Families and patients should give instructions to caregivers in hospitals and nursing homes about who should be called, if possible, when death is close, and who should be called when the person has died.

Usually the patient takes a last breath and sighs or shudders and is dead. Many people have another effort or two at breathing but really are not moving air. A few have movement of limbs or trunk for up to ten minutes. Still, how will you know that the person has died? If there is no air moving, the person is dead. There is no urgency to making the determination, so you can just sit and watch for a few minutes. Family and friends may want to spend a few minutes crying, praying, or meditating. Many of us are too unfamiliar with death to be comfortable deciding that it has happened. In hospice or regular home care, a nurse can usually come to the home within an hour or so.

If the death is at home, the family really needs to plan ahead so that no one calls 911 or involves the emergency rescue system. Emergency technicians will often find it difficult to size up the situation quickly, so just when the family needs comfort and time, they instead have to explain themselves to an outsider. Many people really need to hear someone else say that the person is dead. "Pronouncing" a person dead is important. Even if it is perfectly obvious, family should still be able to ask "Is he dead?" and hear from someone else that he is. Again, talk with the doctor or hospice nurse about how this will be done.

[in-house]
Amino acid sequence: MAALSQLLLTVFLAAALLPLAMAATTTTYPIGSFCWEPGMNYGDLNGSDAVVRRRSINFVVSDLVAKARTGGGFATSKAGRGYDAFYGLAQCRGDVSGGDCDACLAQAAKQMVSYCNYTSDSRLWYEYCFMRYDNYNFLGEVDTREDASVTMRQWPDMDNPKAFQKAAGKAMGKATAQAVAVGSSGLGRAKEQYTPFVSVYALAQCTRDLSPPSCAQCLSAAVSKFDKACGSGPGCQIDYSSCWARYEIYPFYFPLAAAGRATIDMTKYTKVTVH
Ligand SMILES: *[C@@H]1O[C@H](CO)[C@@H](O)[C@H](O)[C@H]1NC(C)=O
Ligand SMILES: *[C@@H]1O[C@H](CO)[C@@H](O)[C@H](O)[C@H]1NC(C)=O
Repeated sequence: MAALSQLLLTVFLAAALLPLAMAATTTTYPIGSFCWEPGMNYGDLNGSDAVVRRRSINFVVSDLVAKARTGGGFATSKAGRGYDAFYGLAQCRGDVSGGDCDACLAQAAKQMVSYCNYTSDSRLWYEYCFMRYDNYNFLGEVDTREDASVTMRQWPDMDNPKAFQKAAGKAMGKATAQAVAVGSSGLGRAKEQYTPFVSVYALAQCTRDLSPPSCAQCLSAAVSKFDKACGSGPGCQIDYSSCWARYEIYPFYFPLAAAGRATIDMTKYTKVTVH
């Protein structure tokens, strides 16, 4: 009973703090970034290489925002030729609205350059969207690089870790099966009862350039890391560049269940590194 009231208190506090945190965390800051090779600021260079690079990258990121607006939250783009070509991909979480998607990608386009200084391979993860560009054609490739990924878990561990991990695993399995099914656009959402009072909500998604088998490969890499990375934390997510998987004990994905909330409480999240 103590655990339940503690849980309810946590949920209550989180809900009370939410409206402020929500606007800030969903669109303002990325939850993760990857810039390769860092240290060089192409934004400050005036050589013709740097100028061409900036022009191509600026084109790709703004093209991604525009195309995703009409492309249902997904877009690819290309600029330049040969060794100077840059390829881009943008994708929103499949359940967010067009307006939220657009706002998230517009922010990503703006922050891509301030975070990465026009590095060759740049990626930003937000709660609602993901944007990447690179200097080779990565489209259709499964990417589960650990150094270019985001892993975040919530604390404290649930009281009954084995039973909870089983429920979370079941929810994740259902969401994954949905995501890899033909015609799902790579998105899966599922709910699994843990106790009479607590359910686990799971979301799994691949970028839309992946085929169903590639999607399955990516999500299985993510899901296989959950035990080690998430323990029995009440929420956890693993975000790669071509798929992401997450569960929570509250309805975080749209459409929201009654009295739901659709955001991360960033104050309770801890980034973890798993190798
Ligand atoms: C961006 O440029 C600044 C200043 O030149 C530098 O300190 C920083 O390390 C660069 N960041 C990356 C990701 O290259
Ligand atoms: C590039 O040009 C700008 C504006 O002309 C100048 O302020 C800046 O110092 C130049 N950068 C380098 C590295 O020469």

After a death, there are more decisions and activities than most families really expect. Take some time to remember the person who just died, to be in touch with loved ones, to pray, or to do whatever is significant and helpful to you.

Within a few hours, usually, someone will move the body to a location that handles the dead bodies, such as a hospital morgue, a funeral home, or a government medical examiner's morgue. If a person expects to die at home, make plans ahead of time with a funeral director.